Sincere Forms of Flattery

This project was born from an experience of seeing something that I couldn’t get out of my mind until I figured out how to do it in my own way. This happens a few times a year and sometimes takes quite a while to come full circle. It begins in different ways. I will obsess over a film or video. Images on Instagram scroll through my head. I file away pages torn from books and magazines in my sewing lair (I have binders I started as far back as the late 90’s).  I might be at Bergdorf Goodman in NYC, or in Paris at Colette or Bon Marche doing research for my day job…looking and looking and looking. Which also involves a lot of touching, fondling and coveting like a thief waiting for a good idea to take.

I had a teacher in design school, Professor Eva Nambath, who seemed to be 1000 years old but spry as can be. She was dramatic and demanding with these expressive hands and I remember her gesturing to her eyes and then pointing in all directions in the distance, insisting “To understand anything you just have to keep your eyes open and look! Look at everything! Look and look and look until you are too tired to see anything more and then you have to study it all in your mind.”

I never know when something will trigger the creative instant from all these ideas, but it’s especially serendipitous when I actually have fabric or a pattern in my stash to work from.  If not, I have to go hunting and there is no frustration more keen than not finding what my heart desires. In this case I was lucky, I had all the parts I needed, and here is the recipie:

1) An Image

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This is from a Bottega Veneta ad campaign from Spring 2015. So, a year ago. To me it feels like yesterday that I tore this page out of a magazine. I like the mood, the color, the textures of the peeling paint and the fabric of her dress.

2) The Fabric

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When I saw the picture I finally felt I’d got the germ of an idea for using up a fabric in my stash. I’d bought this light, silk blend denim thinking it would make a good shirt dress. This image gave me a different notion though. I thought the fabric could be used in a more unexpected style like in this picture, which reminds me of a 50’s New Look era day dress, but mixed up in denim with these raw edges.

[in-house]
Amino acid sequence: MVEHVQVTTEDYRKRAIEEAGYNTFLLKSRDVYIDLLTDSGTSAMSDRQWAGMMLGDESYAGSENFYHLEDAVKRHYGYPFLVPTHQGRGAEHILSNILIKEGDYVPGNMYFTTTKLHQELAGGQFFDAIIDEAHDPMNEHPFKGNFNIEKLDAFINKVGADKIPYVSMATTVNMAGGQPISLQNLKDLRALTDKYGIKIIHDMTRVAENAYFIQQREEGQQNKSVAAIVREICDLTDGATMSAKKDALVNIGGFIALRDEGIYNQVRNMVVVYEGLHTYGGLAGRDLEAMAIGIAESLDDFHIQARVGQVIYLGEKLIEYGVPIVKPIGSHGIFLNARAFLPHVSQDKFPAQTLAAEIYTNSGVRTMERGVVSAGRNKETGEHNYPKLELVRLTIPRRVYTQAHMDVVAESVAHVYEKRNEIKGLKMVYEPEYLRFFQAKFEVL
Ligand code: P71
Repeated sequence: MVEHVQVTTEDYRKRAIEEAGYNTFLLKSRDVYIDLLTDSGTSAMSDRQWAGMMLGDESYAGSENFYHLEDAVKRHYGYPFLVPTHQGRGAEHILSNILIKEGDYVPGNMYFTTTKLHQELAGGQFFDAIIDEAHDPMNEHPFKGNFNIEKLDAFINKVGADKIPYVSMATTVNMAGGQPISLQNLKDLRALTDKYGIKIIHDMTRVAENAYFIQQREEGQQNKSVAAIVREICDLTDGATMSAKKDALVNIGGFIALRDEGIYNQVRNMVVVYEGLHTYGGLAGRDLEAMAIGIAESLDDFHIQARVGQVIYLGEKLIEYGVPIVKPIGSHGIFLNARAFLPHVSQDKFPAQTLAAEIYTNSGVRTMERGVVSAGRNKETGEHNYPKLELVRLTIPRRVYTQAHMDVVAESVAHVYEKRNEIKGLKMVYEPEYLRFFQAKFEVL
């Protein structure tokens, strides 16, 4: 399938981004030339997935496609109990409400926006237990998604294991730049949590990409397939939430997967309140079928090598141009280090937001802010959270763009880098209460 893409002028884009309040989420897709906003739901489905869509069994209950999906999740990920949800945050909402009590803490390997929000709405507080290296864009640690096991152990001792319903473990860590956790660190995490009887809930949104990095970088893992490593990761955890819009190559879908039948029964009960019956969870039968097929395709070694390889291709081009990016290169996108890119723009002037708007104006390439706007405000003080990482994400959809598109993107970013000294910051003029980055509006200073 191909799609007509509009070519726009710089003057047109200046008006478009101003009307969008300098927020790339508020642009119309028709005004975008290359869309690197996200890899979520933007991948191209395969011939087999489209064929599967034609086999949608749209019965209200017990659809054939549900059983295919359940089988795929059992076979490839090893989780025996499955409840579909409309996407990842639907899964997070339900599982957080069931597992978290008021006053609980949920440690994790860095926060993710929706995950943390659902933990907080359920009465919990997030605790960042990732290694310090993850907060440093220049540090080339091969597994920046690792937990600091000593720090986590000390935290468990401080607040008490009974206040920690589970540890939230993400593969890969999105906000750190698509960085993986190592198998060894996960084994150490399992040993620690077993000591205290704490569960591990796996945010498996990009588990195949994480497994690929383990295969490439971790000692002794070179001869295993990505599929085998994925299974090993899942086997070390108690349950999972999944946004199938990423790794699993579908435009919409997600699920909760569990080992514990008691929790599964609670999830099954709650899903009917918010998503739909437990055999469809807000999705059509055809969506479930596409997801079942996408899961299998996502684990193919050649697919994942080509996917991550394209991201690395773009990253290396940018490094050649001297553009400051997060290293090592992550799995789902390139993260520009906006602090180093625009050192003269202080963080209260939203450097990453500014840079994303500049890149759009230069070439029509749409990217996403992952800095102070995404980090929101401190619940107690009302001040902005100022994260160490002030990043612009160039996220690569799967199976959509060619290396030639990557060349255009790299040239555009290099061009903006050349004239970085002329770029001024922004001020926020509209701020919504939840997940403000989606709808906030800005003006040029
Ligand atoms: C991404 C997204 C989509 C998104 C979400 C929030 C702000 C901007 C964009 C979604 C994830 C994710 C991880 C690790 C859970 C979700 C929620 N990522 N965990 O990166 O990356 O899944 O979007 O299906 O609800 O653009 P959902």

3) A Pattern

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I forgot for a while that I had this vintage reproduction pattern, but while organizing my sewing lair back in March I came across it and presto! My new skirt was on the way. It took my brain probably less than two minutes rattling through my mental rolodex to pull together this pairing.

4) The Make

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All the perfect, basic elements were there for the project, I just had to work through how to make it right for me rather than attempting a copy of the photo. Through trial and error and playing with some fabric scraps, I came up with this concept of using the selvage edge to trim the pocket opening, which would lend the skirt a little of that same esthetic from the B.V. design. I also executed some of the finest top stitching of my life!

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I used a calico print leftover from another project to line the pockets and bind the inside hem edge.

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5) The Outcome

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I hope you’ve enjoyed this peek into my creative process. I can’t wait to wear this for Me Made May, and to turn my attention to the next big idea to come.

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